6.17    DIMA advised the Committee that all those in Juliet at the time of the visit were there because they had participated actively in the disturbance by breaking down a fence, smashing windows and doors or breaking into a maintenance shed and stealing rakes and other implements that had been dispersed around the Centre. The detainees who were identified as suspects by a joint WA Police/ACM operation were isolated in this block while evidence was gathered and decisions made about charging individuals with offences.

6.18    DIMA noted that as other facilities became available, and by Wednesday 31 January or Friday 2 February, people had been moved from Juliet back to their original accommodation or to the refurbished I block.

6.19    A guarantee was given that Juliet would not be used until it was refurbished. It was made clear however that, if there was another disturbance at Port Hedland and other blocks were destroyed, people might have to be accommodated in Juliet on a short-term basis until they could be relocated.

An individual allegation

6.20    A detainee who had been in detention for 20 months accused ACM and DIMA of using violence to prevent a hunger strike. He claimed that, in July 2000, he was isolated for two weeks in Juliet with his three-year old son.

6.21    He said that he arrived with a group at Port Hedland at 2.30am, handcuffed with violence, from Villawood. He said that he and his child were put into an isolation cell on the second floor, and that it was not possible to see the outside world. There were no toilet facilities in the room, and it took an hour to attract attention so that they could be allowed to visit the toilet in the block. This detainee said that although he, not his son, was on a hunger strike, his child was not given anything to eat until the day after they arrived and the child was crying and screaming.6

6.22    He also claimed that for the first 13 days, they were not allowed from the cell. After that time, he said his child was allowed outside for 45 minutes. The room was checked two or three times per night, sometimes with lights or torches. Because the showers could only be used by one person at a time, he said that he could not wash his child.

ACM/DIMA response

6.23    ACM stated that this detainee was transferred to Port Hedland because he had been identified as one of the ringleaders of the disturbance at Villawood. During this so-called hunger strike, 60 detainees had barricaded themselves inside the recreation hall with women and children and refused to come out. Every time ACM had tried to evaluate their condition, razor blades were held to the throats of the women and children.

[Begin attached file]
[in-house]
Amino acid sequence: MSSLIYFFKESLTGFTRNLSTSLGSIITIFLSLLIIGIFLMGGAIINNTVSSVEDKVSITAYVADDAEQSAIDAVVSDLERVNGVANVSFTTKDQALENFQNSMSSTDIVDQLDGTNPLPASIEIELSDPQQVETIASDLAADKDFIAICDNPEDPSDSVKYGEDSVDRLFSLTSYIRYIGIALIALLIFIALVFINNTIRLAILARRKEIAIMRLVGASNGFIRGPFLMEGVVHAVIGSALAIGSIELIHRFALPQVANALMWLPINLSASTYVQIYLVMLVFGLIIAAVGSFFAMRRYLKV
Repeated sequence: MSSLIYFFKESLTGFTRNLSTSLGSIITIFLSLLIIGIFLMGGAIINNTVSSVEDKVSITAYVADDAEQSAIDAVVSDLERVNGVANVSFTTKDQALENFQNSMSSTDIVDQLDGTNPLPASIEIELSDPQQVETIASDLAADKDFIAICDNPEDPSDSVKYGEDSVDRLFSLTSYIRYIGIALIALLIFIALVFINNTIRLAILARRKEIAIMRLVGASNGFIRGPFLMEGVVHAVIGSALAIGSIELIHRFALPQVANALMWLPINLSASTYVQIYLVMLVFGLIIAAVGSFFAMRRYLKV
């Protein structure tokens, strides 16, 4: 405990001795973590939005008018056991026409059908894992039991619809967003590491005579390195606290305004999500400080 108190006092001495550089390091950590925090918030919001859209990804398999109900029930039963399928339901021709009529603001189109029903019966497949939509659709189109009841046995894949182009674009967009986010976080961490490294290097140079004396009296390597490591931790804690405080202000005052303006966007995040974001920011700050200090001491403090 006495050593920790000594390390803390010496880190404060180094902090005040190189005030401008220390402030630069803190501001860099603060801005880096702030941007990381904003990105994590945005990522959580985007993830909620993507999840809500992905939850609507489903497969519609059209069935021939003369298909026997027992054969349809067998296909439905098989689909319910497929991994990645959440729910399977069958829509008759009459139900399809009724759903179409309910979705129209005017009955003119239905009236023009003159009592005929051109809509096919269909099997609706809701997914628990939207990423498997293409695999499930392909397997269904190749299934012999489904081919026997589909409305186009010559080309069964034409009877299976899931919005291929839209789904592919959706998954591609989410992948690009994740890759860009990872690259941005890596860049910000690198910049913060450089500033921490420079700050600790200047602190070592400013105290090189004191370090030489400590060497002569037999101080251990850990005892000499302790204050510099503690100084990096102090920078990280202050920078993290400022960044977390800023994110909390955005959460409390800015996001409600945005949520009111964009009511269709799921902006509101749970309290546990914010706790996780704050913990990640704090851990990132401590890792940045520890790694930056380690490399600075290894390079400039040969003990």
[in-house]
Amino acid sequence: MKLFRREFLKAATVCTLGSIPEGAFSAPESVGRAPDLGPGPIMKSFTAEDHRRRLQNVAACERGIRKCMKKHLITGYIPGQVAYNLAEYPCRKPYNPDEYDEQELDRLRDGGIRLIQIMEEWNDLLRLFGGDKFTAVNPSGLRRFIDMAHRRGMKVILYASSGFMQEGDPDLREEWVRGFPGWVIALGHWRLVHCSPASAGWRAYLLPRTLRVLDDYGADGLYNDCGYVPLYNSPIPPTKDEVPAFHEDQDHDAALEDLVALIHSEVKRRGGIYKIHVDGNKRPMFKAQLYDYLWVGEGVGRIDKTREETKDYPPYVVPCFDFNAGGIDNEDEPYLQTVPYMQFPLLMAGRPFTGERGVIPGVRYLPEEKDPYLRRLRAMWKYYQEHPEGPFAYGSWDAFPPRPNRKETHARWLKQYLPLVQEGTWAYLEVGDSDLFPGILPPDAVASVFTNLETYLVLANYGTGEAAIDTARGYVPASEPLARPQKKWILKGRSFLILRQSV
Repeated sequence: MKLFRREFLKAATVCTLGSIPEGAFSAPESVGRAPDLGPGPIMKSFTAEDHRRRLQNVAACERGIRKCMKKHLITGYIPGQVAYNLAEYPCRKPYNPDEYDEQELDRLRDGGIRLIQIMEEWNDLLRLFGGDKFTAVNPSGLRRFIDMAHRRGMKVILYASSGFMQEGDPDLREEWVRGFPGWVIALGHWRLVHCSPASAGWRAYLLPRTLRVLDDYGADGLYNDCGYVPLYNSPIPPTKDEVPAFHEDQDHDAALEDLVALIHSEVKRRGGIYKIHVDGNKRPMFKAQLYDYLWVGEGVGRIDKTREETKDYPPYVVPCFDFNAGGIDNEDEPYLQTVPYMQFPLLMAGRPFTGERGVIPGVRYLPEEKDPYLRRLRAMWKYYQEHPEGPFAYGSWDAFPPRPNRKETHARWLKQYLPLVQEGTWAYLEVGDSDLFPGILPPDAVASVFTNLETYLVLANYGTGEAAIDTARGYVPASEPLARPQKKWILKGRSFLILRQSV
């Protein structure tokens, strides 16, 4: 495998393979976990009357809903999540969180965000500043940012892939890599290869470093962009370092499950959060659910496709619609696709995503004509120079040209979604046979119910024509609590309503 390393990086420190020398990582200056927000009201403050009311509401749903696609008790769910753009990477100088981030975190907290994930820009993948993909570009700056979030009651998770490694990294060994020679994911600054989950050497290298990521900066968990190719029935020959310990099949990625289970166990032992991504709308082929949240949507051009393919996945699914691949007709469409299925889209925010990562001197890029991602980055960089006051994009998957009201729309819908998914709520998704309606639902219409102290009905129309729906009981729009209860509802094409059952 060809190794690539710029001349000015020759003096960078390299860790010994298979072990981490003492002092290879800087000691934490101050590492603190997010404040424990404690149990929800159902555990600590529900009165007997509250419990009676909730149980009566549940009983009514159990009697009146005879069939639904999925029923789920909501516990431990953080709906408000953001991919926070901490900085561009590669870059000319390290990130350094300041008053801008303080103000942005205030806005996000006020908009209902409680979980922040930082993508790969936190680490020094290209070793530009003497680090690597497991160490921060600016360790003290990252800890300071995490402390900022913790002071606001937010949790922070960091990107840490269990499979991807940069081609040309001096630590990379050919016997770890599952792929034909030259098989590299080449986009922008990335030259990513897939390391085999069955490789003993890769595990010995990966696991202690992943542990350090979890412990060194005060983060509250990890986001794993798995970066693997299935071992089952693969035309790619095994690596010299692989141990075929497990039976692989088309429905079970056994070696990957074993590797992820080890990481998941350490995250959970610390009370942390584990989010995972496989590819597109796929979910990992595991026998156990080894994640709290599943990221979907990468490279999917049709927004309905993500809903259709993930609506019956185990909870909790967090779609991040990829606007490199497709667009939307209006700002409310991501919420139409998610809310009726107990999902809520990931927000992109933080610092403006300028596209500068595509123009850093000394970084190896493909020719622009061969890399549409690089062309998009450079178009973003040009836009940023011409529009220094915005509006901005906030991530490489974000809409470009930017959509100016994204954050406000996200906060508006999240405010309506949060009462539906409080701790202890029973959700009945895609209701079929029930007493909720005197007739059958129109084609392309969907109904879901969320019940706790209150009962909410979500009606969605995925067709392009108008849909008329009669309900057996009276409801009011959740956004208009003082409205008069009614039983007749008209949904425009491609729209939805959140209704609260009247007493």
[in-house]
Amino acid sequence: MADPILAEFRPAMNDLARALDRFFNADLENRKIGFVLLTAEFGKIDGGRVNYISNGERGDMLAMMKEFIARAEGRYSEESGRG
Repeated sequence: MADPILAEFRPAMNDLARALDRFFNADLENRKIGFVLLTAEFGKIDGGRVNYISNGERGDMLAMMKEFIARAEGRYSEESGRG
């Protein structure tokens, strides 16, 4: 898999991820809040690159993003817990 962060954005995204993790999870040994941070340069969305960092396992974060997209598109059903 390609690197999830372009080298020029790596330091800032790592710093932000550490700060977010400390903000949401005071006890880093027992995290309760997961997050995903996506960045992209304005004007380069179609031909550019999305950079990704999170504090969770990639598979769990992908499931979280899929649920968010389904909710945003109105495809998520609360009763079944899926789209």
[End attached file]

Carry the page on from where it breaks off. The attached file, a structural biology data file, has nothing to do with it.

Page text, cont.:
6.24    DIMA said that a number of other detainees were moved to Port Hedland at this time because of that incident. Not all of them went to Juliet.

6.25    This matter was raised in a later press report. This included the statement that DIMA had investigated these claims and that they had been found to have no basis in fact.7

Perth IDC

6.26    Views at this Centre were divided between detainees who believed that the treatment from most of the staff was good, and detainees who felt that some staff were rude to them.

6.27    A detainee told of a clash with a staff member, in which he was allegedly told that he would not be treated fairly because of his status as a detainee. He contrasted his treatment at Perth with that at Port Hedland, where he said that he had been treated fairly or better.

Woomera IRPC

6.28    The Committee heard that detainees were afraid to complain about their treatment because the staff had said they would be reported to DIMA, and that this would have an impact on their claims. A detainee reported that a sick person could not get a meal sent to an accommodation block.8

6.29    Another detainee reported that a family that had complained about the number of other families in a demountable and had been sent back to Sierra with all the single guys.

6.30    A third detainee thanked ACM for its very good treatment, but noted some problems with communications from the Centre, and another referred to a lack of privacy during phone calls.9

6.31    In a reference to the relocation of hunger strikers from Villawood to Woomera, it was alleged that people were rounded up and moved without shoes. Mention was also made of an occasion when an ACM staff member had allegedly removed a TV set from the womens centre to watch a program of his choice, when the women had wanted to watch a particular program on SBS television.

6.32    A detainee referred to the fact that ACM was a private company whose main concern was to make a profit. He drew attention to the similarity of the Centre to a prison, and alleged that mail was opened and checked. A second accused ACM of ensuring that, during the fire at the Centre in 2000, the fire engines did nothing for about 25 minutes until the TV cameras arrived. This detainee concluded that:

A lot of the traumas that have taken place here could have been avoided if ACM had been effective in helping things to take place.

Villawood IDC

6.33    While one detainee stated that the main problem for all detainees here is ACM and their general attitudes, another alleged that he had seen ACM bash many people.